With hopes being expressed that we’re approaching peak COVID-19, there’s concern that people will relax their vigilance in maintaining the proven quarantine precautions, and that numbers will start to rise again. One of the most frighteningly effective ways of spreading the infection is through sneezing, and the US Navy – whose ships are potentially lethal Coronavirus-spreading incubation units – has made comprehensive laboratory tests.
These tests have demonstrated that a violent sneeze can actually spread the infective droplets by as much as eight metres – four times as far as the recommended two metres Safe Social Distancing that health authorities worldwide are recommending.
However, the technical videos which demonstrate this frightening reality look so much like some Computer Generated footage that they fail to make any real impact on a public already be-numbed with Government Information fact-sheets and films. So at Afloat.ie, we reckon that a graphic description of the effects of a monster sneeze is now more effective in capturing attention, and for the necessarily vivid account, we turn to the writings of a former Dublin Bay 21 sailor.
Patrick Campbell (1913-1980) was the son of Lord Glenavy, a noted Dublin polymath who was a Governor of the Bank of Ireland, a barrister, and an economist of international standing, while his mother Lady Glenavy was the artist Beatrice Elvery of the sports shops family. Their lively family life reflected their many talents, but young Patrick failed to settle into any lasting career, and in the end drifted into journalism, becoming for a while the Quidnunc who wrote the daily Irishman’s Diary in The Irish Times.
This was during the 1940s when life was lived in a more economical style. But having seen one of their houses burnt down by Anti-Treaty forces during the 1920 - an event of which Campbell was to write a brilliant account - the Glenavy family lived well during the 1930s, and while young Patrick was an unexpectedly good golfer (for he was something like 6ft 5ins tall, and awkward with it) he and his father – always simply referred to by the family as “The Lord” – were into several sports.
Sailing was one of them, and during the 1930s, The Lord owned and regularly raced the Dublin Bay 21 Garavogue, originally built by James Kelly of Portrush in 1903. She was well worn by the 1930s, thus it was Lord Glenavy who – at a Committee Meeting of the Royal Alfred Yacht Club in 1934 – first suggested the formation of a new, larger Bermuda-rigged One-design class for Dublin Bay.
This in time became the Dublin Bay 24s. But as the interruptions of World War II meant they didn’t have their first race until 1947, by this time Glenavy was getting near the end of his sailing career, and it concluded with the sale of Garavogue. Nevertheless, during his time with the boat, he and his family were very much involved with the class, and in his later writing, Patrick Campbell recalled how, on the rare enough occasions when Garavogue did very well, his father would exasperatingly delay going ashore after racing in order to take time out to mark all sheets with bits of brightly-coloured wool to show exactly how the sails had been trimmed when the boat was winning.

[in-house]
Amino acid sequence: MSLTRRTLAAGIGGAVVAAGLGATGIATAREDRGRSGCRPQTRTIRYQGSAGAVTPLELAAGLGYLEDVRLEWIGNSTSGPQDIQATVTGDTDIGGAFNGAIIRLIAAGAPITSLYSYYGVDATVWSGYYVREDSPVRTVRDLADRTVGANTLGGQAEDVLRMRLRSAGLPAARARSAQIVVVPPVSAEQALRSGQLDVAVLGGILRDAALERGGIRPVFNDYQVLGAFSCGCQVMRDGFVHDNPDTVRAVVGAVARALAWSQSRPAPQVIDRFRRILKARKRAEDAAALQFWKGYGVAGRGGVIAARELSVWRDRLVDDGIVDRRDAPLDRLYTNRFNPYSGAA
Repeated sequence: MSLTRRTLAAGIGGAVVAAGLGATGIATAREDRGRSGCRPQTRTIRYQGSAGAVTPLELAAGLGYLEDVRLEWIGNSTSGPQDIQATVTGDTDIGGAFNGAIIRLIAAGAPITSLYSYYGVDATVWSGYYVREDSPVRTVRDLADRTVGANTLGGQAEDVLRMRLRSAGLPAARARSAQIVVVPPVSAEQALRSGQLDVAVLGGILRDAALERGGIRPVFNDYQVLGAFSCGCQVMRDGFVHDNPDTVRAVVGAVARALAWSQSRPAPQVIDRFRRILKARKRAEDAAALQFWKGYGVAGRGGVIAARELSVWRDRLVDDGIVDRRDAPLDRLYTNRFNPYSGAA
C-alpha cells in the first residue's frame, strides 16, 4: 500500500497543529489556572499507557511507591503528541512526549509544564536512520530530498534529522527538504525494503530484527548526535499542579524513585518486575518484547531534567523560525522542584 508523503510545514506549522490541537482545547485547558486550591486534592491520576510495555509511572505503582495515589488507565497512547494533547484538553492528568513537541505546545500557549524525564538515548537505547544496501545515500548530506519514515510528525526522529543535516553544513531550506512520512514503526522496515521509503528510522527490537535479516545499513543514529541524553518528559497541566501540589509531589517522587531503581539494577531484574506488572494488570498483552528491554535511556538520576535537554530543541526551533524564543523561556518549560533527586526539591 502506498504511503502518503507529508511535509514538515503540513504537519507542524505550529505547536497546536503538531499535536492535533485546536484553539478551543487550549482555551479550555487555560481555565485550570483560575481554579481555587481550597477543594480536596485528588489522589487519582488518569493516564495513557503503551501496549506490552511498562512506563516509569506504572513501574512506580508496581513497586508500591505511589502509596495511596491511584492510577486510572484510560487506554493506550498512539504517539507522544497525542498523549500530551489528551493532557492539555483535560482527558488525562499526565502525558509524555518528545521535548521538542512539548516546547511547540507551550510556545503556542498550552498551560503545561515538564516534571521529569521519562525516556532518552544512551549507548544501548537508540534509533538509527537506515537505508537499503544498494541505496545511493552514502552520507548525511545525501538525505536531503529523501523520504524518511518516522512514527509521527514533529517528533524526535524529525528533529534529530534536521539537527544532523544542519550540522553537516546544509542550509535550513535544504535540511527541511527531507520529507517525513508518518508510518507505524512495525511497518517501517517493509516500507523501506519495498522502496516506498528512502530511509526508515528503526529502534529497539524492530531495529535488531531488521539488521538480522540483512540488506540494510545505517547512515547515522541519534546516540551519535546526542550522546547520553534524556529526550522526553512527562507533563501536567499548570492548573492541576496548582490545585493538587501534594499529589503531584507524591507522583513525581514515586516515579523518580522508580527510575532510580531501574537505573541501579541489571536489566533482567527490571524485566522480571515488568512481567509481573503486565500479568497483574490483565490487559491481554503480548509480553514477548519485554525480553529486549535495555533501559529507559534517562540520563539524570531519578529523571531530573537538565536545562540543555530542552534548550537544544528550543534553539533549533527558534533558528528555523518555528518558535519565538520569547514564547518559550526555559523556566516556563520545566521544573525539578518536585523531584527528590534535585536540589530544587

Needless to say, despite meticulously replicating the sail trim next time out, Garavogue would disappointingly fail to perform. But the boat and the class provided a source of anecdotes for Patrick Campbell’s subsequent humorous writing, with the annual Wicklow Regatta in particular providing a rich seam of narrative.
Long after he’d left Ireland to work first in England and then base himself happily with his third wife in the south of France while still continuing to produce gems of style and wit, he heard from Dublin Bay 21 enthusiast Fionan de Barra that Garavogue was still very much in existence, and wrote back with a contribution for a book (which will appear in due course) on the Dublin Bay 21s, and telling of his pleasure of learning of the boat’s continuing life, as he had long since assumed she’d become “a sturdy hen-house”.
In later years, his career blossomed, for although he’d been educated in England, he never lost his Irish accent which was emphasized in television appearances (he was a star of panel and game shows), a pleasant accent which was emphasised by his sometimes total stammer, which he preferred to describe as “an attractive speech impediment”. He would emerge as cool as you please from ferocious bouts with it, while everyone around him had been reduced to acute nervous tension.
In his extensive writings he wasn’t above a bit of Paddywhackery when writing about his erstwhile countrymen, which may partially explain who he is no longer as well-known here as he should be. But in mitigation, it should be said that the Paddy who was dealt the greatest whackery in his often wickedly funny writing was Paddy Campbell himself.